The last site of the day was Capernaum, the hometown of Peter. There is a really big synagogue there, and also the foundations of a 1st century basalt synagogue which archaeologists believe to have been the one where Jesus would have been. Cool! Other than the synagogue, there are some ruins of houses, most particularly Peter’s, and a modern Christian church which sits right atop Peter’s house. The church has a glass bottom in the center so that you can see the ruins. One interesting thing about the ruins is that you can see the progression of the building from being a private dwelling to eventually a community meeting place. As the early Christian church grew and the people would meet in Peter’s home, the house would get progressively bigger. Just an interesting thing to actually see the growth of the early church during Jesus’s time.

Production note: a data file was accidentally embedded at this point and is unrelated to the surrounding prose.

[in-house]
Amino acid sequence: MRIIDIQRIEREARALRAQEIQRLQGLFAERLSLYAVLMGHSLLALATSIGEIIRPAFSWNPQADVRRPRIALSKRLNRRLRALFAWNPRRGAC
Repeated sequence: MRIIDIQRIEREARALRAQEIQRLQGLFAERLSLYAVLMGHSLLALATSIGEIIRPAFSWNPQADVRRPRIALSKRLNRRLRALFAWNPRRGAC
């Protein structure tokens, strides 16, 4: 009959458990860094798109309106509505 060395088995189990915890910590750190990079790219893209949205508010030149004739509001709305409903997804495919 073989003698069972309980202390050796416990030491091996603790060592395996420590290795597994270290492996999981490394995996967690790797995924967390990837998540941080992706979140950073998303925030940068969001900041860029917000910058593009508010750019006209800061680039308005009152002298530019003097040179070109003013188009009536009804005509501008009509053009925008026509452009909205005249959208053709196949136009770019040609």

My very very favorite part of the day (and probably the whole trip) was at the end, when we were able to sail on the Sea of Galilee. As I've said earlier, it was rainy all day, but as we were getting ready to sail on the boat, the raid dried up and the sun came out. It was like Christ's command of "Peace, be still" was still in effect, like He had calmed the storm for us. Just another tender mercy that each of us is given everyday by the Lord's hand. The first part of the boat ride was a lot of good fun, especially since the boat driver turned up some nice gospel tunes for us. Who would have thought that we'd be singing some good ole gospel music on the Sea of Galilee?! Not me. But all I have to say is "Our God is an awesome God!" (Look up this song right now). Once we got out to the middle of the sea, we just floated for a bit and had a little devotional. We sang "Master, the Tempest is Raging" and it was so cool to sing those words and imagine the scene right before my eyes. I have to admit, that particular hymn has never been my favorite, but I like it a lot more after this experience (how could I not?). I have always loved the accounts of Christ calming the storm. It gives me such peace to think about how Christ can calm the "storms" in my life, and how I can always turn to him for help. After our devotional, we had the whole boat ride back to read and ponder if we wanted to, and there was such a lovely spirit.